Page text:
Ninety Six in Greenwood County, South Carolina — The American South (South Atlantic)
Law and Order in the Carolina Backcountry
— The Jail and the Courthouse —
The Ninety Six jail stood on this site and the courthouse was about 100 yards from it, near the Charleston Road. After the Revolutionary War, the jail fell into disrepair and its bricks were reused for other purposes. But from 1772, when it was completed, through the siege of 1781, the jail and nearby courthouse elevated this frontier town's status from a remote wilderness outpost to a place of law, order, and civilization.
Unlike colonial South Carolina's coastal communities, the early backcountry settlements were sparsely populated and had virtually no law enforcement. with the courts far away in Charleston, a vigilante group called Regulators emerged. Ninety Six was the center for the Regulator movement. By 1767 there were about 4,000 Regulators, whose self-appointed duties including tracking down bandits, punishing immoral women, and expelling vagrants.
The Regulator movement was replaced by a circuit court system in 1769, and by the time the courthouse was built a judge from Charleston came twice a year -- in April and November -- to hear cases and impose sentences. The buildings were also an important part of
David Fanning, a Loyalists captured by Patriots, manage four impressive escapes from the Ninety Six jail, and described his last incarceration: "I was chained and ironed as before, in the centre of a room, 30 feet square; forty-five from the ground, the snow beating in through the roof, with 4 grates open night and day. I remained in this state eleven days. I got my chains off in the night for the 12th." Once unshackled, Fanning loosened an iron bar from a window, pried a plank from the floor, and made his break from the lower level.
Erected 2009 by National Park Service.
Topics. This historical marker is listed in these topic lists: Colonial Era • Settlements & Settlers • War, US Revolutionary.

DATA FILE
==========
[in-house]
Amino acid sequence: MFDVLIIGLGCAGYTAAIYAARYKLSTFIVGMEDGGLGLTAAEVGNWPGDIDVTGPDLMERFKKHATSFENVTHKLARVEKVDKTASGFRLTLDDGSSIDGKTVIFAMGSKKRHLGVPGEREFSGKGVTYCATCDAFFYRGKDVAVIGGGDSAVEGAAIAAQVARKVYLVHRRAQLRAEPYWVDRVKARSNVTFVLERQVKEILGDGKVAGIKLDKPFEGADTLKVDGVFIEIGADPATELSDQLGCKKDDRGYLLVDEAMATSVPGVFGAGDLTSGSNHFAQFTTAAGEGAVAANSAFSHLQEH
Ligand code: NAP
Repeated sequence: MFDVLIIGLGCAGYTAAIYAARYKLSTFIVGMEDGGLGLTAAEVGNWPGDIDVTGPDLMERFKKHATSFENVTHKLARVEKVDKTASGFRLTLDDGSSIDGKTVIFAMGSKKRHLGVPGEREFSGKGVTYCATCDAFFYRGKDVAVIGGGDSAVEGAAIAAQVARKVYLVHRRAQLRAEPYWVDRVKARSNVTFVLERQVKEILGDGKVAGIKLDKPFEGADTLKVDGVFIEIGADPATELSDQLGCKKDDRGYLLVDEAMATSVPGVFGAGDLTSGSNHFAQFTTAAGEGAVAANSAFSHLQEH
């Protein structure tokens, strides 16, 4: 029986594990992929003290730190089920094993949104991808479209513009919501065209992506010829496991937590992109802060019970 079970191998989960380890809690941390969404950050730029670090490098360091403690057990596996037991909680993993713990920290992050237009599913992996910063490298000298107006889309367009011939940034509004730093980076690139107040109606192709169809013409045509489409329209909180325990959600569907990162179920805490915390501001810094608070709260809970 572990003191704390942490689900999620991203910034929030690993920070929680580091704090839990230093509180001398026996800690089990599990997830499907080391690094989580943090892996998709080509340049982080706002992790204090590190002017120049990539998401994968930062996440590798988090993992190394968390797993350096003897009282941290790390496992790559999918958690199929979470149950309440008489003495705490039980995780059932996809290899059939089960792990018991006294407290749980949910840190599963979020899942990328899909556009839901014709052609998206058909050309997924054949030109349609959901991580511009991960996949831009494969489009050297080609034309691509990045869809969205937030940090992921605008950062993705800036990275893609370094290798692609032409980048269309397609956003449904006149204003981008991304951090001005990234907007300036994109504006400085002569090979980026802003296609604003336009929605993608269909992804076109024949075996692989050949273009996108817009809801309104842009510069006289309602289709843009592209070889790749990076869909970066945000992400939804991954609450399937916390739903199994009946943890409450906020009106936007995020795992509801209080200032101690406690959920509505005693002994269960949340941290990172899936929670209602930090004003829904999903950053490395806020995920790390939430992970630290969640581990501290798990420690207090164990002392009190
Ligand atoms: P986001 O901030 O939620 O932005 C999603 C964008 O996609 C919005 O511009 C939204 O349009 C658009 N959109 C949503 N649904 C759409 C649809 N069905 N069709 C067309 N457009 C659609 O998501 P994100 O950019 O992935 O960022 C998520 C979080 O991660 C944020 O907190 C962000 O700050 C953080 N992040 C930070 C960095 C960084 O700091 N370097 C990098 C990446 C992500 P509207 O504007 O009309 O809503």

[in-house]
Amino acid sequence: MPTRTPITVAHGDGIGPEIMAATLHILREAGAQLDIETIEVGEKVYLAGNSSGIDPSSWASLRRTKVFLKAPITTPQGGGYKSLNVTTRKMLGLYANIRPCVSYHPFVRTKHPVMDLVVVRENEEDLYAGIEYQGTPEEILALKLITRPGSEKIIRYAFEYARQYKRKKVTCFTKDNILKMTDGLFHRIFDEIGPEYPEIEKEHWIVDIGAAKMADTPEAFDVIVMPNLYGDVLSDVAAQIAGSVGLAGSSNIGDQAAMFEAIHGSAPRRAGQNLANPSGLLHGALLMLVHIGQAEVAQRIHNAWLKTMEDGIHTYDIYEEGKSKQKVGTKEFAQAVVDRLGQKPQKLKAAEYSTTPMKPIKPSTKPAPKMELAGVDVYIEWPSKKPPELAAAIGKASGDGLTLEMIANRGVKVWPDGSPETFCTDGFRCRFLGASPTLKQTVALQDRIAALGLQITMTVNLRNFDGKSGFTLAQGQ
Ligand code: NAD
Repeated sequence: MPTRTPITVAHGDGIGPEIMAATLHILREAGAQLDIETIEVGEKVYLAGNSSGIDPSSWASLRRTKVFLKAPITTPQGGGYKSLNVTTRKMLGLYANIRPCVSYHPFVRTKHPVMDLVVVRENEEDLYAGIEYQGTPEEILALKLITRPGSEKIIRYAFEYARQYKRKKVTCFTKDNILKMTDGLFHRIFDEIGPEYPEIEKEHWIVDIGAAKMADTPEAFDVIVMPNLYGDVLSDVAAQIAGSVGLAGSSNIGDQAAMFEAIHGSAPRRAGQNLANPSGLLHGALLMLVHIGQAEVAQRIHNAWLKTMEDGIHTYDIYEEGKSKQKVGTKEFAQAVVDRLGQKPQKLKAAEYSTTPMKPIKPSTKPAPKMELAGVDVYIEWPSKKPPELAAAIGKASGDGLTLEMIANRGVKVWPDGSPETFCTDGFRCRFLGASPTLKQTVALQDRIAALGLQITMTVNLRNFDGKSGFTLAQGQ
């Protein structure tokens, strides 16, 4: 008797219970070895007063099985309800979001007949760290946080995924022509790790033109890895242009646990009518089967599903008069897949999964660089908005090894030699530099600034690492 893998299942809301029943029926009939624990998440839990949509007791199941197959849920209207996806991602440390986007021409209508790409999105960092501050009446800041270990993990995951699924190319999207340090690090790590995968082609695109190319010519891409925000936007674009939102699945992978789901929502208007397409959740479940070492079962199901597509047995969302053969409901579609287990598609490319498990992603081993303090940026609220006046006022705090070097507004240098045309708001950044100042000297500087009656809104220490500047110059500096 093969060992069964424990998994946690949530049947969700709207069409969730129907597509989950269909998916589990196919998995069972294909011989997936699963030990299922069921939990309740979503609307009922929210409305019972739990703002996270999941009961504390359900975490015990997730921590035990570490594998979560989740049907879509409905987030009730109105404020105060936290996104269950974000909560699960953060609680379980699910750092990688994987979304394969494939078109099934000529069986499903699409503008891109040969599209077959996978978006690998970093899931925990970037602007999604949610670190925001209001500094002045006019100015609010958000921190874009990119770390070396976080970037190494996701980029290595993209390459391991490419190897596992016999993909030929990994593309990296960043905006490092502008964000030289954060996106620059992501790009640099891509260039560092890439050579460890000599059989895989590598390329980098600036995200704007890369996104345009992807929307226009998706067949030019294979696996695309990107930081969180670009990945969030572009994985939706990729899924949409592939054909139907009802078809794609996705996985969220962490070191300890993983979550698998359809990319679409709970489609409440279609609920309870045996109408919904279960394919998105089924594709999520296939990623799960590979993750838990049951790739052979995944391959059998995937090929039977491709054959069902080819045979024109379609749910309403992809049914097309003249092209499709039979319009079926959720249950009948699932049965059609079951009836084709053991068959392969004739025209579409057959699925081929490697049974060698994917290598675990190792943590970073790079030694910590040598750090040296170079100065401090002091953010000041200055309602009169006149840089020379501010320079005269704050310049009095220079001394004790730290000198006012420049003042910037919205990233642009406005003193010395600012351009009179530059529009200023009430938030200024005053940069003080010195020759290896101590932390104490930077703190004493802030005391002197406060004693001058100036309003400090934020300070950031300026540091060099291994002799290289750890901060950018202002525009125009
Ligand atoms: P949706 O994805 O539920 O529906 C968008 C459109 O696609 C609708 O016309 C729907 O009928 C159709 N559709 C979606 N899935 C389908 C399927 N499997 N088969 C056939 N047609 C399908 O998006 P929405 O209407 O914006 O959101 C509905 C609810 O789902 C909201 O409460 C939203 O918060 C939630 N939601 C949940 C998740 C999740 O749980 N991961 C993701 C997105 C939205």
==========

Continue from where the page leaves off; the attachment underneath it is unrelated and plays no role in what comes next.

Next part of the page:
Location. 34° 8.669′ N, 82° 1.241′ W. Marker is in Ninety Six, South Carolina, in Greenwood County. Marker can be reached from South Cambridge Street (State Highway 248). Touch for map. Marker is in this post office area: Ninety Six SC 29666, United States of America. Touch for directions.
Other nearby markers. At least 8 other markers are within walking distance of this marker. The American Revolution Comes to the South (a few steps from this marker); Spring Branch (within shouting distance of this marker); Why Did the British Burn Ninety Six? (within shouting distance of this marker); Woman and ChildGouedy Trail and Charleston Road (about 300 feet away); Ninety Six (about 400 feet away); Sharpshooter (about 700 feet away); "Light Horse Harry" Lee Takes the Stockade Fort (about 700 feet away). Touch for a list and map of all markers in Ninety Six.
More about this marker. Photo 1 shows the current version of the marker.
Also see . . .
1. Ninety Six National Historic Site (U.S. National Park Service). Here settlers struggled against the harsh backcountry to survive, Cherokee Indians hunted and fought to keep their land, two towns and a trading post were formed and abandoned to the elements, and two Revolutionary War battles that claimed over 100 lives took place here. (Submitted on September 9, 2008, by Brian Scott of Anderson, South Carolina.)
2. War of the Regulation. The War of the Regulation (or the Regulator Movement) was a North Carolina uprising, lasting from approximately 1764 to 1771, where citizens took up arms against corrupt colonial officials. (Submitted on July 28, 2010, by Brian Scott of Anderson, South Carolina.)
Credits. This page was last revised on November 2, 2018. It was originally submitted on September 9, 2008, by Brian Scott of Anderson, South Carolina. This page has been viewed 985 times since then and 5 times this year. Last updated on October 30, 2018, by Bruce Guthrie of Silver Spring, Maryland. Photos: 1, 2, 3. submitted on July 28, 2010, by Brian Scott of Anderson, South Carolina. 4. submitted on September 9, 2008, by Brian Scott of Anderson, South Carolina. 5, 6. submitted on July 28, 2010, by Brian Scott of Anderson, South Carolina. 7, 8. submitted on September 9, 2008, by Brian Scott of Anderson, South Carolina. • Andrew Ruppenstein was the editor who published this page.